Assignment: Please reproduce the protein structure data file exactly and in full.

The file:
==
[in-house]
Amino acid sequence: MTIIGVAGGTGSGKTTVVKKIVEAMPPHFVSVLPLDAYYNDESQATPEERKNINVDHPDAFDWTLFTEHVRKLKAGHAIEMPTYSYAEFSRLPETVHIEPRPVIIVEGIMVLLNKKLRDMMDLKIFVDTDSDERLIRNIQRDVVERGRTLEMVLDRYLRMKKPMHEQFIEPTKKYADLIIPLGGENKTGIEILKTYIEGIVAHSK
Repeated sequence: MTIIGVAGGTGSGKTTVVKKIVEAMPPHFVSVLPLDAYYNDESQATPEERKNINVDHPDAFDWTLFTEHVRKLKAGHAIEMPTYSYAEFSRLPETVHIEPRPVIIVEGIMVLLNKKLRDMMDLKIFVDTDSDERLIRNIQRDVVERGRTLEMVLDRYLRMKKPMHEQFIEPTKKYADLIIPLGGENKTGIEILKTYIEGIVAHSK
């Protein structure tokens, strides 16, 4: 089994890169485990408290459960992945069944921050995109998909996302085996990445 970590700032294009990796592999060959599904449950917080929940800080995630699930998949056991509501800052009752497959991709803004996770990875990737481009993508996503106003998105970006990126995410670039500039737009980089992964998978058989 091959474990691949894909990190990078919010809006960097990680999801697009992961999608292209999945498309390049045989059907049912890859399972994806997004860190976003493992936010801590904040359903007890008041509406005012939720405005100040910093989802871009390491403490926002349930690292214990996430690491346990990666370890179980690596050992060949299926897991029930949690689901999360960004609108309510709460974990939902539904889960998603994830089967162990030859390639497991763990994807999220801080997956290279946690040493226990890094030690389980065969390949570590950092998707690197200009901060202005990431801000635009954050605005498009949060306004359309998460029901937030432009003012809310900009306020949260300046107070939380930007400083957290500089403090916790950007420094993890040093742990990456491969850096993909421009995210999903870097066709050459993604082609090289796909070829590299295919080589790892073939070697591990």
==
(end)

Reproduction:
[in-house]
Amino acid sequence: MTIIGVAGGTGSGKTTVVKKIVEAMPPHFVSVLPLDAYYNDESQATPEERKNINVDHPDAFDWTLFTEHVRKLKAGHAIEMPTYSYAEFSRLPETVHIEPRPVIIVEGIMVLLNKKLRDMMDLKIFVDTDSDERLIRNIQRDVVERGRTLEMVLDRYLRMKKPMHEQFIEPTKKYADLIIPLGGENKTGIEILKTYIEGIVAHSK
Repeated sequence: MTIIGVAGGTGSGKTTVVKKIVEAMPPHFVSVLPLDAYYNDESQATPEERKNINVDHPDAFDWTLFTEHVRKLKAGHAIEMPTYSYAEFSRLPETVHIEPRPVIIVEGIMVLLNKKLRDMMDLKIFVDTDSDERLIRNIQRDVVERGRTLEMVLDRYLRMKKPMHEQFIEPTKKYADLIIPLGGENKTGIEILKTYIEGIVAHSK
């Protein structure tokens, strides 16, 4: 089994890169485990408290459960992945069944921050995109998909996302085996990445 970590700032294009990796592999060959599904449950917080929940800080995630699930998949056991509501800052009752497959991709803004996770990875990737481009993508996503106003998105970006990126995410670039500039737009980089992964998978058989 091959474990691949894909990190990078919010809006960097990680999801697009992961999608292209999945498309390049045989059907049912890859399972994806997004860190976003493992936010801590904040359903007890008041509406005012939720405005100040910093989802871009390491403490926002349930690292214990996430690491346990990666370890179980690596050992060949299926897991029930949690689901999360960004609108309510709460974990939902539904889960998603994830089967162990030859390639497991763990994807999220801080997956290279946690040493226990890094030690389980065969390949570590950092998707690197200009901060202005990431801000635009954050605005498009949060306004359309998460029901937030432009003012809310900009306020949260300046107070939380930007400083957290500089403090916790950007420094993890040093742990990456491969850096993909421009995210999903870097066709050459993604082609090289796909070829590299295919080589790892073939070697591990």